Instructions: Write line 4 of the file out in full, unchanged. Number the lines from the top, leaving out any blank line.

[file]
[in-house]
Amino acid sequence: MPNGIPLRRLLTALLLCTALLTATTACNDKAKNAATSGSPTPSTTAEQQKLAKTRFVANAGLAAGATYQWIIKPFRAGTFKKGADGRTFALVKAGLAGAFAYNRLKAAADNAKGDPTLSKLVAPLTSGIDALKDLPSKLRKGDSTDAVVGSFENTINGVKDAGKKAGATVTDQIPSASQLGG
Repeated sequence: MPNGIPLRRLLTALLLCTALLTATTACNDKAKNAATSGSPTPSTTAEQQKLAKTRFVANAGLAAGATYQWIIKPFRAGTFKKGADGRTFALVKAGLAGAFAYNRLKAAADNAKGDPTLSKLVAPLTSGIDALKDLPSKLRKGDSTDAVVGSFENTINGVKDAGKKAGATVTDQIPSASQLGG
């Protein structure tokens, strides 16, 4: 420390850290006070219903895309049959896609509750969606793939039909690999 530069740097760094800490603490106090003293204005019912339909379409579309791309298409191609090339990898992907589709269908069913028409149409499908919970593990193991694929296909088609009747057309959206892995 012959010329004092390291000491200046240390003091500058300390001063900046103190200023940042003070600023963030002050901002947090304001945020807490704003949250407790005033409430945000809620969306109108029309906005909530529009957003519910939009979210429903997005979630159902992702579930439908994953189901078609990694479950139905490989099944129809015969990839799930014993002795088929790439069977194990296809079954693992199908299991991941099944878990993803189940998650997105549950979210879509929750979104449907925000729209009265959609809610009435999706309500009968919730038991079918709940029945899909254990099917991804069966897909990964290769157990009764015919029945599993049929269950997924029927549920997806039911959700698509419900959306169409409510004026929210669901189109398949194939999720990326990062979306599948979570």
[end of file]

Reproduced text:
């Protein structure tokens, strides 16, 4: 420390850290006070219903895309049959896609509750969606793939039909690999 530069740097760094800490603490106090003293204005019912339909379409579309791309298409191609090339990898992907589709269908069913028409149409499908919970593990193991694929296909088609009747057309959206892995 012959010329004092390291000491200046240390003091500058300390001063900046103190200023940042003070600023963030002050901002947090304001945020807490704003949250407790005033409430945000809620969306109108029309906005909530529009957003519910939009979210429903997005979630159902992702579930439908994953189901078609990694479950139905490989099944129809015969990839799930014993002795088929790439069977194990296809079954693992199908299991991941099944878990993803189940998650997105549950979210879509929750979104449907925000729209009265959609809610009435999706309500009968919730038991079918709940029945899909254990099917991804069966897909990964290769157990009764015919029945599993049929269950997924029927549920997806039911959700698509419900959306169409409510004026929210669901189109398949194939999720990326990062979306599948979570």